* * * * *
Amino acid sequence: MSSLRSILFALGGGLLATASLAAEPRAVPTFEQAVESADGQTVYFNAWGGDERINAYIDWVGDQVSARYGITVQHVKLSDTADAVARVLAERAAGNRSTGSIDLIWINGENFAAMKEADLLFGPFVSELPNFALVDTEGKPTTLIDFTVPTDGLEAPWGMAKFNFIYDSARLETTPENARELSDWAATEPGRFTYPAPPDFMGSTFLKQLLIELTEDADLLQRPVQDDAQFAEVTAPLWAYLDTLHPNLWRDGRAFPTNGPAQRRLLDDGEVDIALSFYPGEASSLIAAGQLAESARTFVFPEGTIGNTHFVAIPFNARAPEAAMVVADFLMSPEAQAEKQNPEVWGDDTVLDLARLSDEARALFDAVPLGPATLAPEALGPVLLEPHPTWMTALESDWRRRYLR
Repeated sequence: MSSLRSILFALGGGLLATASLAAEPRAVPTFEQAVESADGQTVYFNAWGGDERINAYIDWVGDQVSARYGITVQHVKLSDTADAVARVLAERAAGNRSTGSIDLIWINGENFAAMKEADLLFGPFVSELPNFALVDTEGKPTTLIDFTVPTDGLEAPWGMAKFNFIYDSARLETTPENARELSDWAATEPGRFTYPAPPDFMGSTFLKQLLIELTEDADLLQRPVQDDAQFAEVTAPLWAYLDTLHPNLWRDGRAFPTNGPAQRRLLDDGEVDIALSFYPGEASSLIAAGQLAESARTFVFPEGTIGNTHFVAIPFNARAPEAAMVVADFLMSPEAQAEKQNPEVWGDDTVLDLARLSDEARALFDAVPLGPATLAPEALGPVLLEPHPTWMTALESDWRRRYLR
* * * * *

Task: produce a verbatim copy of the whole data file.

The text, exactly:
Amino acid sequence: MSSLRSILFALGGGLLATASLAAEPRAVPTFEQAVESADGQTVYFNAWGGDERINAYIDWVGDQVSARYGITVQHVKLSDTADAVARVLAERAAGNRSTGSIDLIWINGENFAAMKEADLLFGPFVSELPNFALVDTEGKPTTLIDFTVPTDGLEAPWGMAKFNFIYDSARLETTPENARELSDWAATEPGRFTYPAPPDFMGSTFLKQLLIELTEDADLLQRPVQDDAQFAEVTAPLWAYLDTLHPNLWRDGRAFPTNGPAQRRLLDDGEVDIALSFYPGEASSLIAAGQLAESARTFVFPEGTIGNTHFVAIPFNARAPEAAMVVADFLMSPEAQAEKQNPEVWGDDTVLDLARLSDEARALFDAVPLGPATLAPEALGPVLLEPHPTWMTALESDWRRRYLR
Repeated sequence: MSSLRSILFALGGGLLATASLAAEPRAVPTFEQAVESADGQTVYFNAWGGDERINAYIDWVGDQVSARYGITVQHVKLSDTADAVARVLAERAAGNRSTGSIDLIWINGENFAAMKEADLLFGPFVSELPNFALVDTEGKPTTLIDFTVPTDGLEAPWGMAKFNFIYDSARLETTPENARELSDWAATEPGRFTYPAPPDFMGSTFLKQLLIELTEDADLLQRPVQDDAQFAEVTAPLWAYLDTLHPNLWRDGRAFPTNGPAQRRLLDDGEVDIALSFYPGEASSLIAAGQLAESARTFVFPEGTIGNTHFVAIPFNARAPEAAMVVADFLMSPEAQAEKQNPEVWGDDTVLDLARLSDEARALFDAVPLGPATLAPEALGPVLLEPHPTWMTALESDWRRRYLR